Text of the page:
On Sept. 11 the 16 SOG-team members and about 140 Montagnard tribesmen, who had been hired to fight the communists, were loaded aboard four big Marine helicopters at Dak To, near the border with Laos. The sight of the assault force, which included 12 Cobra helicopter gunships and two backup Marine choppers, alerted Jack Tucker, one of the Marine pilots, that trouble lay ahead. "I saw them walking across the tarmac, loaded down with those grenade clips," he says. "And there were these little bitty Montagnards humping so much stuff. I just went 'Oh, man' and knew we were in for some real deep s___." Tucker and the other pilots had also been equipped with special gas masks to protect against chemical warfare.
As soon as the helicopters approached the landing zone near Chavan, they came under heavy fire. "It was a hairy situation from the time we got there, " recalls Jimmy Lucas, a squad leader. "Ground fire on insertion is something you are not supposed to get." The SOG team hit the ground several miles from the targeted base camp and spent the next three days fighting its way toward it. "I feel like in them three days I just cheated death," says Lucas. "We never expected to come out. I didn't."
On the third night the commandos hunkered down near the village as the Air Force A-1s "prepped" the target. In the morning the SOG forces attacked. Van Buskirk's platoon led the charge. "I went hi diddle diddle, right up the middle. I was on the offensive," he says. Tossing grenades into the hootches in the village and spraying machine-gun fire ahead, the assault force met little resistance. "It was minimal, nothing like you would expect for the amount of people there," says Craig Schmidt, a fighter in Van Buskirk's platoon. "It was very unusual, kind of eerie."
Suddenly Van Buskirk spotted two "longshadows," a name for taller Caucasians. One was sliding down a "spider hole" into the underground-tunnel system beneath the camp. The other was running toward it. "Early 20s. Blond hair. Looks like he was running off a beach in California," remembers Van Buskirk. "Needs a haircut. This is a G.I. Boots on. Not a prisoner. No shackles. Nothing." The lieutenant gave chase but just missed the blond man as he slipped into the tunnel. He shouted down the hole, identifying himself and offering to take the man home. "F___ you," came the reply. "No, it's f___ you," answered Van Buskirk as he dropped in a white phosphorus grenade, presumably killing both longshadows.
The village raid lasted no more than 10 minutes. The body count, according to Captain Eugene McCarley, the officer in charge, was "upwards of 100." Sergeant Mike Hagen says "the majority of the people there were not combat personnel. The few infantry people they had we overran immediately. We basically destroyed everything there." The Montagnards searched the camp for documents and booty. They reported to Hagen and Van Buskirk that there were "beaucoup roundeyes" dead in the hootches. Says Van Buskirk: "A dozen, 15, maybe 20." But the SOG team says no bodies were identified or recovered.
With the camp destroyed, spotter planes overhead ordered the SOG unit to the rice paddy where the rescue helicopters would land. As the enemy closed in, the commandos were told to don their "funny faces," the M-17 gas masks. Then came the explosions of the gas canisters. "To me it was more of a very, very light, light fog. It was tasteless, odorless, you could barely see it, " recalls Hagen.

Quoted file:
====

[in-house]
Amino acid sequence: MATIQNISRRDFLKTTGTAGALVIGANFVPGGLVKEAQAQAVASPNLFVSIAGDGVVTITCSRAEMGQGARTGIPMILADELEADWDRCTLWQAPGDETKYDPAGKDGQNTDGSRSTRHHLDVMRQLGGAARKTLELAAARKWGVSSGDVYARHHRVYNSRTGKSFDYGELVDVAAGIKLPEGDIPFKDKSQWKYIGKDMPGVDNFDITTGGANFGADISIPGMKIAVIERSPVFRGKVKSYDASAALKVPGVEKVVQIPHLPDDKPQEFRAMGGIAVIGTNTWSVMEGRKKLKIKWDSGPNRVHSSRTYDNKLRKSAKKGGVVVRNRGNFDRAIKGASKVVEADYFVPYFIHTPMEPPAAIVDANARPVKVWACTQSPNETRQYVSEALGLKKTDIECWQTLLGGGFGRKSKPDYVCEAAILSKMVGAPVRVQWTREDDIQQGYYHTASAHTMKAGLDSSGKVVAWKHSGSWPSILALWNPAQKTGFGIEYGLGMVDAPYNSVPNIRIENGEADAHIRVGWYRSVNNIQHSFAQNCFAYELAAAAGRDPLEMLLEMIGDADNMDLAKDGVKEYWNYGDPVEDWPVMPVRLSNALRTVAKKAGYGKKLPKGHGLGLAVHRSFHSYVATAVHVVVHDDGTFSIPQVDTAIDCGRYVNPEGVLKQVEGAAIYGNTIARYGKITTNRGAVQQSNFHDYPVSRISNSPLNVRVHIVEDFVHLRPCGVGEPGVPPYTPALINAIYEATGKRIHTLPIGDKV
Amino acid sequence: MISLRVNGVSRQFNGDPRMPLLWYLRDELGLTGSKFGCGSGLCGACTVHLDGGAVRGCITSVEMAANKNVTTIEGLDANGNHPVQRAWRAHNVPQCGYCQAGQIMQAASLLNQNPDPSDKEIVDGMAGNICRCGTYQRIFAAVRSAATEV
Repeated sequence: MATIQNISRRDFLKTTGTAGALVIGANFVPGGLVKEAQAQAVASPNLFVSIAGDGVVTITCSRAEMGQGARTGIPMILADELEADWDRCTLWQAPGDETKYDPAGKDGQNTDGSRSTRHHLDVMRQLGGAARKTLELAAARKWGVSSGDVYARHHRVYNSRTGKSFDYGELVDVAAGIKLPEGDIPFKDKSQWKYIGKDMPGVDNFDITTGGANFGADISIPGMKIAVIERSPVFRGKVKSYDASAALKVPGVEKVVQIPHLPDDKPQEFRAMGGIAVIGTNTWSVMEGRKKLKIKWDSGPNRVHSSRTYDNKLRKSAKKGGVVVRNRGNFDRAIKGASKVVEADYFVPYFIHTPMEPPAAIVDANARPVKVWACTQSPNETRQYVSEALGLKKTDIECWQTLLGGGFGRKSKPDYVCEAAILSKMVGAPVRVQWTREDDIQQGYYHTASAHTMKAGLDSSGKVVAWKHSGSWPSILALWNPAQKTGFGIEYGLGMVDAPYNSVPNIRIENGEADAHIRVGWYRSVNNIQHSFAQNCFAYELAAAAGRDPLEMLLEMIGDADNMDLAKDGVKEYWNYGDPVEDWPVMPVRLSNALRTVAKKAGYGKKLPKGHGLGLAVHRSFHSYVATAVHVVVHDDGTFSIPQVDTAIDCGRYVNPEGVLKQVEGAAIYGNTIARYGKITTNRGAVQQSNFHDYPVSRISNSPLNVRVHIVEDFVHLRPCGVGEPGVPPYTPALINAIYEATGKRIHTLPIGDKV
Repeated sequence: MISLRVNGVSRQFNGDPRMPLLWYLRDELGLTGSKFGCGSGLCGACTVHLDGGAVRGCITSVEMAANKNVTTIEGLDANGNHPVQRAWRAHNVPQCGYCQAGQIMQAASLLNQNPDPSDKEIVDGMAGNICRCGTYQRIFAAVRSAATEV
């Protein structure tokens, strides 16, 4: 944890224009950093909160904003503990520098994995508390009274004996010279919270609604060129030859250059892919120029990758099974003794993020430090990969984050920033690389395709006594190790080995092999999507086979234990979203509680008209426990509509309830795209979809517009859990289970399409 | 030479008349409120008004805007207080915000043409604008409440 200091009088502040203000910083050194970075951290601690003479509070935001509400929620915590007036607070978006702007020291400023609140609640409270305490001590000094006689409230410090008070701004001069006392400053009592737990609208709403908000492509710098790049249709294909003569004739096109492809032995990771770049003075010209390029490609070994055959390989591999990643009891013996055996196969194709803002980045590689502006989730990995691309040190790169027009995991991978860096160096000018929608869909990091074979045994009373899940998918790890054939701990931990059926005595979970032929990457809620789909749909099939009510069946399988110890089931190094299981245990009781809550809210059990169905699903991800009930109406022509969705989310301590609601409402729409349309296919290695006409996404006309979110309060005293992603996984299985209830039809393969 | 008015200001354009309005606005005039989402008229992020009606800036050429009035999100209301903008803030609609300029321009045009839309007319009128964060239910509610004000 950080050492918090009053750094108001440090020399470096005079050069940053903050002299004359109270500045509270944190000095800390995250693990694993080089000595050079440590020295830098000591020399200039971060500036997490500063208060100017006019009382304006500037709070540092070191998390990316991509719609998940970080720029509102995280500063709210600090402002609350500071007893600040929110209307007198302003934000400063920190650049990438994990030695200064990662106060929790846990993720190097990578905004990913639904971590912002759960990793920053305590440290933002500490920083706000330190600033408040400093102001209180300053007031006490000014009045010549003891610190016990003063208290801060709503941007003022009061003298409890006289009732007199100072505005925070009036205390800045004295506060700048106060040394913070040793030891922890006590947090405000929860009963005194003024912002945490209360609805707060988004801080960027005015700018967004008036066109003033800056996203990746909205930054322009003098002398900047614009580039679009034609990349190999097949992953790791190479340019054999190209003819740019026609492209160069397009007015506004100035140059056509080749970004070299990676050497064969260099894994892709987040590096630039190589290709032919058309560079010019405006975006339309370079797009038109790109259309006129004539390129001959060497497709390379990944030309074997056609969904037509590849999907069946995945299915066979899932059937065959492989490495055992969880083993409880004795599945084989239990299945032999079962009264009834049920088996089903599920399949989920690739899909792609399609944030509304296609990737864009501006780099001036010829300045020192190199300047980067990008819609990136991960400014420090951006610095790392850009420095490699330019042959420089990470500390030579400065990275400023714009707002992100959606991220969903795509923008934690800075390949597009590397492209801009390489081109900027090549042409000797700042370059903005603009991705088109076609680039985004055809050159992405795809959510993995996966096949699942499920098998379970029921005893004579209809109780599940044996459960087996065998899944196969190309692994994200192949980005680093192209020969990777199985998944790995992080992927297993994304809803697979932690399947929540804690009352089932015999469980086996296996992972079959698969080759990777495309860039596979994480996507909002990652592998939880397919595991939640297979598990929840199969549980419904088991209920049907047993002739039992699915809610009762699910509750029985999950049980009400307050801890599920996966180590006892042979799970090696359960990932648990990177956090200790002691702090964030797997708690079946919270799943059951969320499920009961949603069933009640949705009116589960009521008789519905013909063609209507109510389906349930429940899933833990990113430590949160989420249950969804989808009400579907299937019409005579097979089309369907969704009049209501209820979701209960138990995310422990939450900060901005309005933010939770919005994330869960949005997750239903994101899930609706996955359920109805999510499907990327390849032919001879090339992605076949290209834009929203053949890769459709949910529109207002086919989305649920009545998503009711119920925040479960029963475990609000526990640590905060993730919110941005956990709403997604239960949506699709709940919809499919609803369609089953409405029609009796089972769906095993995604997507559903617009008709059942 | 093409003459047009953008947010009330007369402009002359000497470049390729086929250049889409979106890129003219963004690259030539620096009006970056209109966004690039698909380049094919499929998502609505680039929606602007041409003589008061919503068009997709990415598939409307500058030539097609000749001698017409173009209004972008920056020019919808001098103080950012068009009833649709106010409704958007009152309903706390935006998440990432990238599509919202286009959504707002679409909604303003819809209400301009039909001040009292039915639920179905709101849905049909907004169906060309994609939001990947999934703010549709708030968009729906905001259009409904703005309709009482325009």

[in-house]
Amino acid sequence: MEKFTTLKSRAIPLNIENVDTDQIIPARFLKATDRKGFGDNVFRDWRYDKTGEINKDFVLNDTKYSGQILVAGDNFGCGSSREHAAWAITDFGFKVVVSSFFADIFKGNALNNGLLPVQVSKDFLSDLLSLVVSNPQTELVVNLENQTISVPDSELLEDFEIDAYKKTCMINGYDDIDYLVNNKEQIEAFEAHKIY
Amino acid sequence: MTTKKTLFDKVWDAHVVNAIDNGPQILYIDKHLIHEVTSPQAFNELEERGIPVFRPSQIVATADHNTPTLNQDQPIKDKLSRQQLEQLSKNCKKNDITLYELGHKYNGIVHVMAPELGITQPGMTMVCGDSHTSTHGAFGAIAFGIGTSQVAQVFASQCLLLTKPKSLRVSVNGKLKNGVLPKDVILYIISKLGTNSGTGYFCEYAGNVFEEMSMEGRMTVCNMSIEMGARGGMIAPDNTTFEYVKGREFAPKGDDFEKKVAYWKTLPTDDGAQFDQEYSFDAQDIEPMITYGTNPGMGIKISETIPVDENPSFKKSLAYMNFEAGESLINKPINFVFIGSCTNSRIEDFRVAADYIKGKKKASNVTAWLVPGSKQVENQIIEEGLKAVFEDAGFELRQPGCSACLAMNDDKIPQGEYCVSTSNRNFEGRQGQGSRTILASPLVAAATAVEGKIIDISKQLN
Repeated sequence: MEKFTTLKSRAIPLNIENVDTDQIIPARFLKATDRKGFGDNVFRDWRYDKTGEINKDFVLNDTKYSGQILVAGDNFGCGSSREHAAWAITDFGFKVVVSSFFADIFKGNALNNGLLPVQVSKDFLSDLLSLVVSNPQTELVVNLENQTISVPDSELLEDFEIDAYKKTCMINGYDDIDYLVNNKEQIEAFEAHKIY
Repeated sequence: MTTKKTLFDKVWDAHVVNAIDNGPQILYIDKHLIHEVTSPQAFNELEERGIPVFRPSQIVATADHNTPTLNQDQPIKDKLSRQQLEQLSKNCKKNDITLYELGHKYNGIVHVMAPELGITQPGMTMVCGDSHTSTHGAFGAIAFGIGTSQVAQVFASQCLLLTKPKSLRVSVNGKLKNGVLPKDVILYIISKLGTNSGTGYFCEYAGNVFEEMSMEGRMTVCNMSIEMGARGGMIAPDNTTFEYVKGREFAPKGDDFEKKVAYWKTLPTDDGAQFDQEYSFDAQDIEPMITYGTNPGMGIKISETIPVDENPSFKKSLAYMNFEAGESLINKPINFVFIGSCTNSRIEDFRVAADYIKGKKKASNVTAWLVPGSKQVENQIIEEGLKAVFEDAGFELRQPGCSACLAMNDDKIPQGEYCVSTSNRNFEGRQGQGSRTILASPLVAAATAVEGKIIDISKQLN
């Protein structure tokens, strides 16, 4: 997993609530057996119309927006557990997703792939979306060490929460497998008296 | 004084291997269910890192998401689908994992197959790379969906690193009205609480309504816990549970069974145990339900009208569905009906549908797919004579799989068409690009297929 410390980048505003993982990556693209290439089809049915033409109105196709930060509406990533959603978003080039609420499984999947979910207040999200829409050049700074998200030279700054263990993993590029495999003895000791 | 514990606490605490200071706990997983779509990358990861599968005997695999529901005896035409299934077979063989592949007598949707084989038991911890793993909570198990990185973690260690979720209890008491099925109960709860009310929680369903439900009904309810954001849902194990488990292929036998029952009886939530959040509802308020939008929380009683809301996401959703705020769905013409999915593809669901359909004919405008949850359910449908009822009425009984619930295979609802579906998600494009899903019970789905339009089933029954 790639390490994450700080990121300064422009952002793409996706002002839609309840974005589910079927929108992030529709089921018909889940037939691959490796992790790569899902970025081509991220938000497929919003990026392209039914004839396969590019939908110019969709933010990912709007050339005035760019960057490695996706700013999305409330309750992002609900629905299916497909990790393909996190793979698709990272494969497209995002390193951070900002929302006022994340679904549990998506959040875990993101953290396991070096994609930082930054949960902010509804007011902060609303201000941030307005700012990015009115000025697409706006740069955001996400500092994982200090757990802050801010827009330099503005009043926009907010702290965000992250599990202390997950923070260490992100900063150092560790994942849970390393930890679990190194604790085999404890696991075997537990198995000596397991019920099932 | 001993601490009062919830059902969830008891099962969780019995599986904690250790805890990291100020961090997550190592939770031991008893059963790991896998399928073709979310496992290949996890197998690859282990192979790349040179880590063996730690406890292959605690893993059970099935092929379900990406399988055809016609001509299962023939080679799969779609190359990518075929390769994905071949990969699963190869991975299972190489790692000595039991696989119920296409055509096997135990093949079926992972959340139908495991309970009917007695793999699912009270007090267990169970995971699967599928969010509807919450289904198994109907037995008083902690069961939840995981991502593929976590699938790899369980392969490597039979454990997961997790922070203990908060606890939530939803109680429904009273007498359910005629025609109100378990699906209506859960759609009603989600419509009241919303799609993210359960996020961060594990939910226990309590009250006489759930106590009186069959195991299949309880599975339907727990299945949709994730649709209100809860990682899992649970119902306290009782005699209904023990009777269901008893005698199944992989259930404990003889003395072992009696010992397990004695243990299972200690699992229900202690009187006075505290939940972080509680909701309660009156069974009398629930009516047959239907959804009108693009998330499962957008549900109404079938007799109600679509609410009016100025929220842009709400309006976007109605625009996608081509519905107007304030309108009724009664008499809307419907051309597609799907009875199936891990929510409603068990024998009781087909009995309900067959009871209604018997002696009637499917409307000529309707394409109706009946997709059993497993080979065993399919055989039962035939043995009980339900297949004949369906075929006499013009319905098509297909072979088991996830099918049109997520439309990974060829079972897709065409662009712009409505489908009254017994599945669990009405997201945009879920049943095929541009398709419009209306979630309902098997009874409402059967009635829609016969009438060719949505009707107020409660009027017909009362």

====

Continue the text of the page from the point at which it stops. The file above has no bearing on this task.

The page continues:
The gas spread toward the Americans even though the downwash of the chopper blades was pushing it away. Some of the gas masks had been damaged in the four-day battle, some had been discarded, and some were too big for the diminutive Montagnards. "Everything got sticky," says squad leader Craig Schmidt. "We turned our sleeves down to cover ourselves as much as possible. It doesn't surprise me in the slightest bit that it was nerve gas. It worked too well." Some of the Americans began vomiting violently. Today Hagen suffers from creeping paralysis in his extremities, which his doctor diagnoses as nerve-gas damage. "Nerve gas," says Hagen, "the government don't want it called that. They want to call it incapacitating agent or some other form. But it was nerve gas."
As many as 60 of the Montagnards died in Operation Tailwind, but all 16 Americans got out alive, although every one of them suffered some wounds. Van Buskirk and McCarley earned the Silver Star for valor. Van Buskirk personally briefed General Creighton Abrams, the top U.S. commander in Vietnam, on the mission. But when the lieutenant wrote his after-action report, a superior officer, now deceased, advised him to delete the part about dropping the white phosphorus grenade--a "willy pete," in Army lingo--on the American defectors in the tunnel.
Confirming the use of sarin, Moorer says the gas was "by and large available" for high-risk search-and-rescue missions. Sources contacted by NewsStand: CNN & TIME report that GB was employed in more than 20 missions to rescue downed pilots in Laos and North Vietnam. Concludes Moorer: "This is a much bigger operation than you realize."
Melvin Laird, Secretary of Defense at the time of Operation Tailwind, says he has no specific recollection of GB being used, but adds, "I do not dispute what Admiral Moorer has to say on this matter." And the admiral points out that any use of nerve gas would have had approval from the Nixon national-security team in Washington. Henry Kissinger, National Security Adviser at the time, declined to comment.
As for the defectors and the policy of killing them, Major General John Singlaub, U.S.A. (ret.), a former SOG commander, confirms what was the unwritten SOG doctrine in effect at the time: "It may be more important to your survival to kill the defector than to kill the Vietnamese or Russian." The defectors' knowledge of U.S. communications and tactics "can be damaging," he explains.
"There were more defectors than people realize," says a SOG veteran at Fort Bragg. No definitive number of Americans who went over to the enemy is available, but Moorer indicated there were scores. Another SOG veteran put the number at close to 300. The Pentagon told NewsStand: CNN & TIME that there were only two known military defectors during the Vietnam War.